I realized that I posted some pictures of my Greece trip, but I didn't really TELL anything about it. I'm sure it's been keeping you all up at night, so for the next several days, I'll post about Greece.
The Acropolis ("high city") refers to a big hill in the center of Athens, Greece, with a temple to the city's protector, Athena. It's possibly the greatest monument of architecture in Europe.
From the Athens subway, it's a long walk up a steep graded hill to get to the base of the Acropolis site. However, when you get the first glimpse of the Parthenon, sitting high atop the Acropolis, it takes your breath away. It's hard to tear your eyes away and keep climbing. But climb you do.
It's clear that Europeans don't have the same tort law that Americans do, because the climb up to the ticket booth is fraught with age-old slippery stones. When you reach the ticket booth, you're almost too tired to go the rest of the way. But the doric columns of the Parthenon are calling to you. "Keep going, keep going". At the time we were there, a 12 Euro ticket gained entrance into the Acropolis, and included admission to a few other minor sites in Athens, including Zeus's temple.
I guess the Acropolis is a result of the modern world - there's a lot of scaffolding, a lot of reconstruction, and one building had been taken down completely to rebuild it. The Parthenon has probably had scaffolding in every picture taken of it for the last 10 years (but I tried to skillfully photograph it at an angle with no scaffolding.) When you reach the Parthenon, you should walk around it in its entirety, as each angle offers a different perspective. It's majestic. It's powerful. And it's survived for thousands of years despite every effort to destroy it by the morons of the world (it was a storage house for gunpowder at one point, and some gunpowder exploded, for example.)
The Erechtheion is the second-most preserved building, and the second-most interesting, in my humble opinion. The most photogenic part of the Erechtheion is the south porch, held up by columns that are shaped like women, the famous Caryatids. The originals are in the Acropolis museum, minus one, which is in the British Museum in London. (The Greeks want it back, by the way.)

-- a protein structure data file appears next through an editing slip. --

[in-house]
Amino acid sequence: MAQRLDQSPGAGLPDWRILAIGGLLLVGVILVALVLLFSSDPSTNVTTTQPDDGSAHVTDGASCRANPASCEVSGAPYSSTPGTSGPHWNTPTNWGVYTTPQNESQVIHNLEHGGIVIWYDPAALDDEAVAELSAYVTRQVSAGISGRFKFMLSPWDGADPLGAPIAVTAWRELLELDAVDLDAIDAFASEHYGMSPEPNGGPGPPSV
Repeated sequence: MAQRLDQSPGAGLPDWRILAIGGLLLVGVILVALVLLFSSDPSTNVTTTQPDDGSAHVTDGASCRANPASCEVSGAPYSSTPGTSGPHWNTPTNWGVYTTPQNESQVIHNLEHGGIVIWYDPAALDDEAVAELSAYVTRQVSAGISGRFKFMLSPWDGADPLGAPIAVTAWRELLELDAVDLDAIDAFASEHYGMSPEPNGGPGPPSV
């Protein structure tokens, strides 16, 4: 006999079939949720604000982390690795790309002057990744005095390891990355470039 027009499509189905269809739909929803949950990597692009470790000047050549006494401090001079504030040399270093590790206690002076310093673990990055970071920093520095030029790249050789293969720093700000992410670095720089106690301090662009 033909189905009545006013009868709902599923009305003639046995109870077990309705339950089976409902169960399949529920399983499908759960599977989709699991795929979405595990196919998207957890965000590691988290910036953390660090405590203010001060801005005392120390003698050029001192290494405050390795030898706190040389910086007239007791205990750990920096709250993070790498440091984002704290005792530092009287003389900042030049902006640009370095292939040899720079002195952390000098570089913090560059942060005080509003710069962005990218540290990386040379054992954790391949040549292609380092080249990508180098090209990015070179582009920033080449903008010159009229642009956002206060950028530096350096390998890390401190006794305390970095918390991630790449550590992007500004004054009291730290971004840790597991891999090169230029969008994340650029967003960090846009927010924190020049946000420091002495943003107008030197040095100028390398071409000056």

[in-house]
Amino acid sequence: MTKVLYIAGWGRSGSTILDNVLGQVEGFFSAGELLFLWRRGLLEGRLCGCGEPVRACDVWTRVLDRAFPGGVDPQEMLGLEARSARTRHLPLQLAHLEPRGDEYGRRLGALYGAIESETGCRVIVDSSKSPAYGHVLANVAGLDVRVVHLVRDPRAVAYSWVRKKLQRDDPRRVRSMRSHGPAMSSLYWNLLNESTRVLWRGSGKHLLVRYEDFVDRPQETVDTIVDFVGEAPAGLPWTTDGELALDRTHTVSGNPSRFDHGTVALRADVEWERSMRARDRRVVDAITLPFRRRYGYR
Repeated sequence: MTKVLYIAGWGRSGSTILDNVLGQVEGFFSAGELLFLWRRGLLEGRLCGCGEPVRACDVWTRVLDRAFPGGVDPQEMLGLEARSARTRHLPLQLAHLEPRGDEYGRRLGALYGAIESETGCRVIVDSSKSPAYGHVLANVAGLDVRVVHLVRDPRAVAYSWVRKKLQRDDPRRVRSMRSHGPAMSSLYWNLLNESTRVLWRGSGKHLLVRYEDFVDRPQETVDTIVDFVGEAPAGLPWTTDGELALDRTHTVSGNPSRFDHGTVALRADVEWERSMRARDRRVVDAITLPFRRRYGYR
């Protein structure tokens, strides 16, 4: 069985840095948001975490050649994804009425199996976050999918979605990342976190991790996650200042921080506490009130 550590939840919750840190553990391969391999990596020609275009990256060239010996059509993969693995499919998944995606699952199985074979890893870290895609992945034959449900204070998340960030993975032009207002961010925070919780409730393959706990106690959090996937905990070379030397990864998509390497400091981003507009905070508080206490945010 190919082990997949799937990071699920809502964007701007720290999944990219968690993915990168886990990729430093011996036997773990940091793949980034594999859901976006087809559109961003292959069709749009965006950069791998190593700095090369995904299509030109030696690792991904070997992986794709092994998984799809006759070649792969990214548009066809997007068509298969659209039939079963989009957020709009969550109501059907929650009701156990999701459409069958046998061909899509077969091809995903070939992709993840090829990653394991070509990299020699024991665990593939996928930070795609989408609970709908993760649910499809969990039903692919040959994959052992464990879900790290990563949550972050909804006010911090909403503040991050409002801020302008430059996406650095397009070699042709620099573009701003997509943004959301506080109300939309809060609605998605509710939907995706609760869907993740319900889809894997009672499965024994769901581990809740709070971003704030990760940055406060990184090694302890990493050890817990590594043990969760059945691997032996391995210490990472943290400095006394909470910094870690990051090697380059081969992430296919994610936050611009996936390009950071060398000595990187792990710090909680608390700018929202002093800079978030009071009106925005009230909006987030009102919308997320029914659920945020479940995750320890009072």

You leave the Acropolis through the original entrance gate. There are some great Athens views from the gate.
Actually, the entire Acropolis offers some amazing views of Athens. The city stretches to the vanishing point, and shows how dense the city is. I think the Athenians would build houses on the Acropolis if the government would let them. The buildings sit right next to ruins, and it's an odd mix of old, kinda old, and new.
The BF and I visited the Acropolis twice. The first time we went, we'd been in JFK airport for 24 hours (because the morons at Olympus Airlines randomly changed flight times), we'd been on a plane for 10 hours, and we were pooped. While I was impressed the first visit, I feared that I'd been in a jet lag fog and had missed truly appreciating what I was seeing. Our first visit was in the late afternoon, which seemed the better time to go, as it was less crowded, though a bit more hazy. Our second visit was around 10 a.m., and was brighter sunshine, but packed with tour bus tourists. I don't think you'd want to go mid-day, as it's hot and dry, but you'd probably have the place more to yourself.
Also, you'd want to wear comfortable shoes with traction. Thousand-year-old stone walkways get pretty slippery when millions of people walk all over them.
There is a refreshment stand at the bottom of the Acropolis where the ticket booth is. The truth is that you're going to be tired and thirsty and fall into this tourist trap. The've got a captive audience (try the slushies. Mmmmm.) so the prices aren't discount, for sure. However, the time to your next cafe would be a half hour (plus the walking.)
Truly one of my top five coolest sites that I've visited. Photos below.